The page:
Storing bed sheets

If your linen closet is cluttered and overflowing with bed sheets, it might be time to unclutter and organize your collection.

Start by sorting through your sheets and pulling out any that don’t match, are stained, damaged, or shouldn’t be in circulation. I live in a four-season climate, so my goal is to only have two warm weather sets of cotton sheets and two cold weather sets of flannel sheets. The idea is that there are two sets in circulation for six months of the year, with one of the sets being on the mattress and the other set ready to go when you want to change the sheets. (Sheets you wish to purge from your collection usually can be donated to a local animal shelter. Be sure to give the shelter a call before dropping off your donation to make sure they have a current need.)

Once the number of linens for each bed is down to a manageable amount, you’ll need to decide where to store the sheets. I’m of the opinion that bed sheets should be stored in the room where they are used. (Store it where you use it.) If your home has a linen closet located near all of the bedrooms, you might choose to go ahead and use it if bedroom closet space is limited.

After you have identified where you want to store your sheets, you’ll then have to decide how you want to store them. If you live in a constant climate and only need two sets of sheets, you won’t have much issue with simply keeping your sheets on a shelf. I like Martha Stewart’s recommendation to store the top and bottom sheets and one pillow case inside the second pillow case. This method keeps everything together and doesn’t make a mess of your closet.

If you’re like me and prefer four sets of sheets, you’ll want to have a box with a lid to hold the two sets not in circulation. This will keep the sheets from collecting dust and make sure they’re ready to use when temperatures change. I use a clear plastic storage box made for sweaters, but any protective container could work.

And, if you’re struggling with folding sheets, check out our post on how to fold a fitted sheet.

48 Comments for “Storing bed sheets”

  1. posted by Kim on

    This is an ingenious tip. We’ve been doing this for a while now – it’s made a big difference in our tiny linen closet.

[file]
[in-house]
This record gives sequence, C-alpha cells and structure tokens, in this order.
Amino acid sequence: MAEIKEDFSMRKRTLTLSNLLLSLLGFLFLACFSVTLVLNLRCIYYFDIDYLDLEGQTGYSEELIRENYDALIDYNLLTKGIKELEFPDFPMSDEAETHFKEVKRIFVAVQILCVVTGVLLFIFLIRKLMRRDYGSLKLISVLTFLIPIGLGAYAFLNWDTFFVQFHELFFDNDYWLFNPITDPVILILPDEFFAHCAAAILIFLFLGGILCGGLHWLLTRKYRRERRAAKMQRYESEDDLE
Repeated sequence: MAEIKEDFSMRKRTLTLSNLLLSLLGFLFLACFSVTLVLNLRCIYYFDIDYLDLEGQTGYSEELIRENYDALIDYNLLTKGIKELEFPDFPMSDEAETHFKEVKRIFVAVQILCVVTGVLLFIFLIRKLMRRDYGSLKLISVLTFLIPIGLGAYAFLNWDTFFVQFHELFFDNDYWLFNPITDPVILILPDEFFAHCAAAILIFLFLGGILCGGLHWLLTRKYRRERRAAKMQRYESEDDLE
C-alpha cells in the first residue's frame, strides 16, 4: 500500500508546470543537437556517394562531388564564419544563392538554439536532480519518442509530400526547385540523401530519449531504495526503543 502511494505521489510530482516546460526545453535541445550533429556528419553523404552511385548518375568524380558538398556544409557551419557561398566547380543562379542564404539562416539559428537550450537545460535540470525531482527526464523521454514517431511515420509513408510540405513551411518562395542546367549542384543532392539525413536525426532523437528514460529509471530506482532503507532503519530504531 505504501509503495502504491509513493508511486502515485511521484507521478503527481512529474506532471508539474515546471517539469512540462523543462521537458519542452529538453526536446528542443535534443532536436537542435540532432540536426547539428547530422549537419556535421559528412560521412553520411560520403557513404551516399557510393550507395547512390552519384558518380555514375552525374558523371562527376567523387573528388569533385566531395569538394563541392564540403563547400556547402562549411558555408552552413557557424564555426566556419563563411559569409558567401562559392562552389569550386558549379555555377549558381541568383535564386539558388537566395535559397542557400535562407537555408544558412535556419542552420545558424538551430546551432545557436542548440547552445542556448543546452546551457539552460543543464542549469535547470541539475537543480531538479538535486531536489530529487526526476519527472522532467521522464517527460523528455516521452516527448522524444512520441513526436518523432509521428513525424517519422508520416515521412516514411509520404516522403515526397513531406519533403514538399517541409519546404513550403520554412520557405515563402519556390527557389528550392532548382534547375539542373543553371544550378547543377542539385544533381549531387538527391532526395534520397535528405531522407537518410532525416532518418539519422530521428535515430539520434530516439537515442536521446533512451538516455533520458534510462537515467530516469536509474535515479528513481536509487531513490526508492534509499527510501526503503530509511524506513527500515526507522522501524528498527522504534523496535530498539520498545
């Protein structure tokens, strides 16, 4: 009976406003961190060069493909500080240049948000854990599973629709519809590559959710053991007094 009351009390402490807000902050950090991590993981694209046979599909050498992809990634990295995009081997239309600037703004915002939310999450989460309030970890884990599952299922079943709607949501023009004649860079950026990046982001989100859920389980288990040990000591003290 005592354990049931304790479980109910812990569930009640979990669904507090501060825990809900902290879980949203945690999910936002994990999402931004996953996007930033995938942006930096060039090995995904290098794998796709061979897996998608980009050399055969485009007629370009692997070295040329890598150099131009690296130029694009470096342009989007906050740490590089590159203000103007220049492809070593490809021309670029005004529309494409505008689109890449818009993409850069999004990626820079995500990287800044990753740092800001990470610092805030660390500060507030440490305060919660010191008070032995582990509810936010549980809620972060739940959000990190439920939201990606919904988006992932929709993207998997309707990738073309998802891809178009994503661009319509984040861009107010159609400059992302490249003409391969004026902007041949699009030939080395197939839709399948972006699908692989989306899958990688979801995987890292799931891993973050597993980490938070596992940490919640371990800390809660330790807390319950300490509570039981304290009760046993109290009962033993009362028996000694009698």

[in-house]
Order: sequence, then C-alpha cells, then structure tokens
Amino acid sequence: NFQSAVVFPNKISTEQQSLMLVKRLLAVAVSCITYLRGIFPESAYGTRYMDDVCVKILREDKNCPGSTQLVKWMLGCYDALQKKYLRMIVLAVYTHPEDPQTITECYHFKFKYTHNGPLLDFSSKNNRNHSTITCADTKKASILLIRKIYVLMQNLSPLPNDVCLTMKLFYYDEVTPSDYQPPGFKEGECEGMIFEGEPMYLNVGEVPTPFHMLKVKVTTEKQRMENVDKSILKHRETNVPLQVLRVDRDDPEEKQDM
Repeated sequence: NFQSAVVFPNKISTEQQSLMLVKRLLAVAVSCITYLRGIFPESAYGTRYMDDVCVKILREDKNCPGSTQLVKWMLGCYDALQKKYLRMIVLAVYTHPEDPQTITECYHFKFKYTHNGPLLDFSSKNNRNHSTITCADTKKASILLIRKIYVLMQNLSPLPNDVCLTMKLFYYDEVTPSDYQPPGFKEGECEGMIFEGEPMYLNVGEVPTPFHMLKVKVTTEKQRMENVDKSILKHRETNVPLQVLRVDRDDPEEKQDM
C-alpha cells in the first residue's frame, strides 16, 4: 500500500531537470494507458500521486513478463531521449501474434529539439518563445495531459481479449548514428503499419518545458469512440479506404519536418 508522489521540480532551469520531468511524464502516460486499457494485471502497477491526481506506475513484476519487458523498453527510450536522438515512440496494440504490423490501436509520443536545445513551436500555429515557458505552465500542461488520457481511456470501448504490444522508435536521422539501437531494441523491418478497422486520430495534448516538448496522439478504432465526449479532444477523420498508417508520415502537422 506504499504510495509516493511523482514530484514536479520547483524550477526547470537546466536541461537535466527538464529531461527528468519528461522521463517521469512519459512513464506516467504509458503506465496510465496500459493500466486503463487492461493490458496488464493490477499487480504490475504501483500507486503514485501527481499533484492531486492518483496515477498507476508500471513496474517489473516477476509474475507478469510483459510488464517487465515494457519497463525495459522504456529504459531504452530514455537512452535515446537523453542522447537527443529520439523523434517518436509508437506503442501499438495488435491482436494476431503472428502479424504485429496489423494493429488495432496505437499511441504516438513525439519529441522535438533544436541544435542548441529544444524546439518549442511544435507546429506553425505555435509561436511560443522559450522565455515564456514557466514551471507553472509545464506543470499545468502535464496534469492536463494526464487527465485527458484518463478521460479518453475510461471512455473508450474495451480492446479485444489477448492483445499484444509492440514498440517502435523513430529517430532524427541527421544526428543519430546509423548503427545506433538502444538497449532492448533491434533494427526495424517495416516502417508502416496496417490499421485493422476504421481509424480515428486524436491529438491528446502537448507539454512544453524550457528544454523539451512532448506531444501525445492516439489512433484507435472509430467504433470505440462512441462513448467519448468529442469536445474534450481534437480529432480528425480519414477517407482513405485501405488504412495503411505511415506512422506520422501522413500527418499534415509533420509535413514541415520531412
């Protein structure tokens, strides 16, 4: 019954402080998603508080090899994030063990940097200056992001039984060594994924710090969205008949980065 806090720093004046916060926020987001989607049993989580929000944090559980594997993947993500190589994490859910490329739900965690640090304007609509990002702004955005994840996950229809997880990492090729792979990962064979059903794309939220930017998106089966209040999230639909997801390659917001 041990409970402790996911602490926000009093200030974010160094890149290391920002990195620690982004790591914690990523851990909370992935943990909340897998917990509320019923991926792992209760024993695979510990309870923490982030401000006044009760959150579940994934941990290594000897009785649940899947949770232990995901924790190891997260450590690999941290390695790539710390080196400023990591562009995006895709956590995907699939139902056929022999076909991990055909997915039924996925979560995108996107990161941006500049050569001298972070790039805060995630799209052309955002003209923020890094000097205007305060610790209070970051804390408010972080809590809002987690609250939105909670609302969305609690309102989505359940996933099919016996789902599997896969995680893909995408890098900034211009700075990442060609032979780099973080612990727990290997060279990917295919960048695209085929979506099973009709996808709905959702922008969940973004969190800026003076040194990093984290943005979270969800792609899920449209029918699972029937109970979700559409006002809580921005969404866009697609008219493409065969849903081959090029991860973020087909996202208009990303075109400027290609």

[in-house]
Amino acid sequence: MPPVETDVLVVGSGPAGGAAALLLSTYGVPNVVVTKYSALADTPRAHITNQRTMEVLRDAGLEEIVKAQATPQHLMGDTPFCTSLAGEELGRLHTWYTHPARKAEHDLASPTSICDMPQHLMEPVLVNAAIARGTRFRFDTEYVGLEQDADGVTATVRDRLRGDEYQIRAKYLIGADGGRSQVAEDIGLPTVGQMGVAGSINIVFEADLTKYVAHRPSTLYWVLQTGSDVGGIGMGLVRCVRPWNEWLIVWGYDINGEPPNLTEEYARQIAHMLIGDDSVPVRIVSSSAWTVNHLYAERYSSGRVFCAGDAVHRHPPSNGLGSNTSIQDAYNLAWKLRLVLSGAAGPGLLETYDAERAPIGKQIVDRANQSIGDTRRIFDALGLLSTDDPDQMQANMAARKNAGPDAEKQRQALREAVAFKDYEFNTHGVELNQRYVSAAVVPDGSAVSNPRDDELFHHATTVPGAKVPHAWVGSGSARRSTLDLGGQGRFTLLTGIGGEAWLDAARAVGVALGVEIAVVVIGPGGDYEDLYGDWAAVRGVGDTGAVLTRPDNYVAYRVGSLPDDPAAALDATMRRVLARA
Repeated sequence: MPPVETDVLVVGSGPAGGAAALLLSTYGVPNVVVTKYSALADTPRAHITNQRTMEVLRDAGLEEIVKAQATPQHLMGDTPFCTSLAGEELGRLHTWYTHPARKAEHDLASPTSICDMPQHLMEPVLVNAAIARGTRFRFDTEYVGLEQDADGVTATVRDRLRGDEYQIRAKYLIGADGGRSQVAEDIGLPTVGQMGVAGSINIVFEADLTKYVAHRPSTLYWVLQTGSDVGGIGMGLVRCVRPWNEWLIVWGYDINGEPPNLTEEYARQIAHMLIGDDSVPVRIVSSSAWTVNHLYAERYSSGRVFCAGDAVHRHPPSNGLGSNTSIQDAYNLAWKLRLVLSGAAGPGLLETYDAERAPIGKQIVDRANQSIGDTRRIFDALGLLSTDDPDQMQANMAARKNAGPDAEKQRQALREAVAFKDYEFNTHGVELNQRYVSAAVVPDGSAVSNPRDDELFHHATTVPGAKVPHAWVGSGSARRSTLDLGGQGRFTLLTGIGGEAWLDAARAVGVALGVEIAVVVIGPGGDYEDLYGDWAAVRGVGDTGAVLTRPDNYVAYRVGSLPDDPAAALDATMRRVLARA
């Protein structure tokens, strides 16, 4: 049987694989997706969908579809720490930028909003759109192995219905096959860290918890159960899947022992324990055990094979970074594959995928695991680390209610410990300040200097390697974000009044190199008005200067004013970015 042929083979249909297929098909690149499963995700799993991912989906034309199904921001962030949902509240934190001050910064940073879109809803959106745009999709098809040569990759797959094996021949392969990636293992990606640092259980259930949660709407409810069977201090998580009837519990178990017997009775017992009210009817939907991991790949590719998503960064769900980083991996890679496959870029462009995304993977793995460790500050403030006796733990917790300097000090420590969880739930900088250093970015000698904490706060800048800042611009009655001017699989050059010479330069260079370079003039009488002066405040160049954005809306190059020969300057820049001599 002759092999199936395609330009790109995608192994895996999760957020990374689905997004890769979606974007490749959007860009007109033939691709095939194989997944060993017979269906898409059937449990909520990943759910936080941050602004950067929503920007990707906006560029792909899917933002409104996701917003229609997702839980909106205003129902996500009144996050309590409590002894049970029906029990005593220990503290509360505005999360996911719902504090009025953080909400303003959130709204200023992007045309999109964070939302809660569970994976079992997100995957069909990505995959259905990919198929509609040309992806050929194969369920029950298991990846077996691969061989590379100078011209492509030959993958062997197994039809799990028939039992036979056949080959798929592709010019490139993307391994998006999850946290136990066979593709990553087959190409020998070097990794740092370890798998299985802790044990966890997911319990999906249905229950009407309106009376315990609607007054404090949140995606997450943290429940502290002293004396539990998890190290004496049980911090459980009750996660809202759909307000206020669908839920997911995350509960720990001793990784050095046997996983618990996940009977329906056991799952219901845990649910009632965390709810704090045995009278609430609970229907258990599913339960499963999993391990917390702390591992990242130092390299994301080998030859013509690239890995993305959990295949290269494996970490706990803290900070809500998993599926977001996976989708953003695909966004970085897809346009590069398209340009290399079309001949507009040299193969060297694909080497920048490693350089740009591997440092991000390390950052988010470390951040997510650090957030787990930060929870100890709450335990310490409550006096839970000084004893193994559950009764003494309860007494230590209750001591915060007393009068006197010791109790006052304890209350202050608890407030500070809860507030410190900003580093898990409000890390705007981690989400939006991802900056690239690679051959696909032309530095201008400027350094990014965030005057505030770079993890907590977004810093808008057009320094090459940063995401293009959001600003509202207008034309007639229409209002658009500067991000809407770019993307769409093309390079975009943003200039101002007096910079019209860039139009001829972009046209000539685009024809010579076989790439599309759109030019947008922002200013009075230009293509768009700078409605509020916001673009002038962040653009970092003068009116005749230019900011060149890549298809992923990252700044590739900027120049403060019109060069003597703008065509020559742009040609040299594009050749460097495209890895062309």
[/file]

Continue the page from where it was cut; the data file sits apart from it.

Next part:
2. posted by Laetitia in Australia on

    It a box for the currently unused sheets is not an option e.g. it won’t fit anywhere, another option is to keep the unused sheets under the ones currently in circulation – the ones at the top will keep at least some of the dust off the ones at the bottom.

  3. posted by Lady in a Smalltown on

    I recently purchased some of those Ziplock zippered storage box-shaped bags that fit under the bed. I just switch the sheets in the bag. To store my son’s crib sheets I slid a storage box under his crib. I only keep towels in the linen closet in my bathroom.

  4. posted by Ros on

    I didn’t know about flannel sheets. I want some now!

    With sets I prefer to have three so that there’s one on the bed, one in the wash/ on the airer, and one clean in the drawer. I do lots this way (three sports bras, three pairs of work trousers) so that if I can’t wash something for some reason or an item is damaged I have a spare to tide me over. Plus I get less bored of seeing/ wearing the same stuff without having too much.

    I guess I’m more interested in the uncluttering of schedules (I don’t want to feel forced to put on a load of washing) than of physical stuff.

  5. posted by mary b on

    I think it may have been the FlyLady that suggested you store the 2nd set of sheets between your mattress & boxspring!

  6. posted by Sarah on

    I do the Martha tip too. We keep two sets of flannel sheets and three sets of “regular” ones so that we don’t have to scramble for sheets for the guest bed; we only have 2 sets of sheets for the kiddo’s bed because she hasn’t expressed any desire for flannel sheets (and she never stays under the covers anyway). I store out-of-season linens (sheets, wrong-weight blankets) in space bags in the linen closet (which is all of 10 steps from 2/3 of the bedrooms).